Vitamin D Deficiency can be a big problem. Especially in these times of the Coronavirus Pandemic. A recent article in the British newspaper The Telegraph suggests that Vitamin D may be very helpful in keeping the symptoms of the Coronavirus mild. The article describes a doctor in the Philippines who examined patients who had the disease in three hospitals.
49 of the patients had mild symptoms. Of those 49, only two had low levels of Vitamin D.
104 of the patients had very severe symptoms. Of those 104, only four did not have low levels of Vitamin D.
The Sun as a Source of Vitamin D
It’s long been known that Vitamin D can cut down on colds and flus. One of the reasons people believe cold and flu season happens in the winter is because people don’t receive much sun exposure. The sun is one of the best ways for your body to manufacture Vitamin D. Without the sun exposure, the
body experiences a vitamin D deficiency.
So how does the sun make Vitamin D in your body?
The sun shines ultra-violet light on your skin. The UV light reacts with a form of cholesterol in your skin to create Vitamin D3. Officially most supplements you take are Vitamin D2 but for simplicity sakes let’s call both types ‘Vitamin D’.
Once the sun turns your skin cholesterol (or you take a supplement), the Vitamin D travels over to your liver. The liver adds an extra hydrogen and oxygen molecule to the Vitamin D and turns it into something called (you guessed it) ’25-hydroxyvitamin D’. Yeah, no. I wouldn’t have guessed that either.
What Vitamin D Does
25-hydroxyvitamin D is what they often measure in lab tests to see how your Vitamin D levels are doing. If your liver is in trouble, you may also have a vitamin D deficiency. The ‘liverfied’ Vitamin D then travels over to your kidneys, where it picks up another hydrogen and oxygen molecule. I won’t bore you with the technical name there. Ok Calcitrol if you really are curious.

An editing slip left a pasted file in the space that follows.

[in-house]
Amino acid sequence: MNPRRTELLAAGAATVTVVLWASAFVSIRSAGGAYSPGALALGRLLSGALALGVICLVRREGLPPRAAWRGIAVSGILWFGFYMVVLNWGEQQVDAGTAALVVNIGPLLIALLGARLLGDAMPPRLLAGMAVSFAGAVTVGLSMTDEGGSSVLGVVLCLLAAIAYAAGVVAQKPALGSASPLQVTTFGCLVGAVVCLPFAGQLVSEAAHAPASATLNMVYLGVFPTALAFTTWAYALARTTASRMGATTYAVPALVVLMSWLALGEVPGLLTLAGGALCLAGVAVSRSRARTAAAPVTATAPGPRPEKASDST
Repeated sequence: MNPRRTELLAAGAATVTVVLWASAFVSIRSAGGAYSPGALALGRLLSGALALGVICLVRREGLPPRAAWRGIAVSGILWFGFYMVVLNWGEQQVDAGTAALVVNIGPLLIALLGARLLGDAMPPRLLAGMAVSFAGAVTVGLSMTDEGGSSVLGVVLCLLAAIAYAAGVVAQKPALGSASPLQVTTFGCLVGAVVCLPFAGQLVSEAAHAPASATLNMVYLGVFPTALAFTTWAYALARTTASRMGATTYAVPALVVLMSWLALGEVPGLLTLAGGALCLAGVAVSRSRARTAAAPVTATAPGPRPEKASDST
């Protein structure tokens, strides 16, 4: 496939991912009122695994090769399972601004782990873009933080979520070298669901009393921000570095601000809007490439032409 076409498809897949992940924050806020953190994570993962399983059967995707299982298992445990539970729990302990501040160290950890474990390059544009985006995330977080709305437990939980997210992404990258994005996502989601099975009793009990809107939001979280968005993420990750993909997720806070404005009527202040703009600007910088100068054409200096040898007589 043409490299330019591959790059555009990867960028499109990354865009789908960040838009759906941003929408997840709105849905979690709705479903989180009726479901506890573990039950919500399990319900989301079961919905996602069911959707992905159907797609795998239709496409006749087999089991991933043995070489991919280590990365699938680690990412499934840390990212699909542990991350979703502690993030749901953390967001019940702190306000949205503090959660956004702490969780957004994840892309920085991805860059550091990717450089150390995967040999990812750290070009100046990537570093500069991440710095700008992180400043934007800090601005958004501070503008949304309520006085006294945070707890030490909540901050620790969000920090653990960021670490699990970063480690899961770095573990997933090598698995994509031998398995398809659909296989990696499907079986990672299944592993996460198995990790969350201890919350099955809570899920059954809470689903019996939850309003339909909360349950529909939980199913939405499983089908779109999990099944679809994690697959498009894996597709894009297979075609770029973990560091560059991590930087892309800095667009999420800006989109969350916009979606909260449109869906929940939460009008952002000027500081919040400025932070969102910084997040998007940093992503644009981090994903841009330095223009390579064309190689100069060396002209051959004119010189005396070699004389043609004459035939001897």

After the kidneys, Vitamin D can really do its job. The main job it has is to help the body absorb calcium. A vitamin D deficiency, which is seen in seniors a lot, can mean weaker bones, fractures, falls and other yucky bone problems. Osteoporosis can be a problem with low Vitamin D.
Vitamin D also stimulates antimicrobial peptides. Yeah, I had to look up what a peptide was as well. Hence the link. Those peptides are part of your immune system. They destroy invading microbes. Especially in the respiratory tract. With low levels of Vitamin D, these Peptides don’t get their caffeine.
Those peptides seem to be effective against the Coronavirus. Studies are coming out showing more and more correlation between a vitamin D deficiency being linked to severe symptoms of the Coronavirus.
How to Tell If You Have a Vitamin D Deficiency
Besides the lab tests, other symptoms and characteristic that can indicate a vitamin D deficiency include:
- Over 50 years old – your skin doesn’t work as well to absorb and manufacture vitamin D as it used to
- Obese – Vitamin D is fat soluble. That means your fat may absorb the Vitamin D instead of letting it go to where it can do the most good
- Having Darker skin – Darker skin folks do not absorb vitamin D from the sun as well as lighter skin
- Depression and feeling down – Mood can often vary based on amount of sun exposure
- Chronic conditions – If you have gut problems, you may have trouble absorbing fat. Since Vitamin D is fat soluble, it may mean you have trouble absorbing it as well
- Your Bones Ache – Since Vitamin D is responsible for bringing calcium to your bones, it can also cause problems if there is a vitamin D deficiency. This may be misdiagnosed as Fibromyalgia or Chronic Fatigue Syndrome.
Here is some more information about Vitamin D deficiency:
If your are concerned you might have a vitamin D deficiency, you can have a blood test to determine your level. The optimum range for vitamin D is 50-70 ng/ml (nanograms/milliliter). Both vitamin D supplements and more sun exposure without sunscreen can help raise your levels. Don’t overdo it though and get sunburn!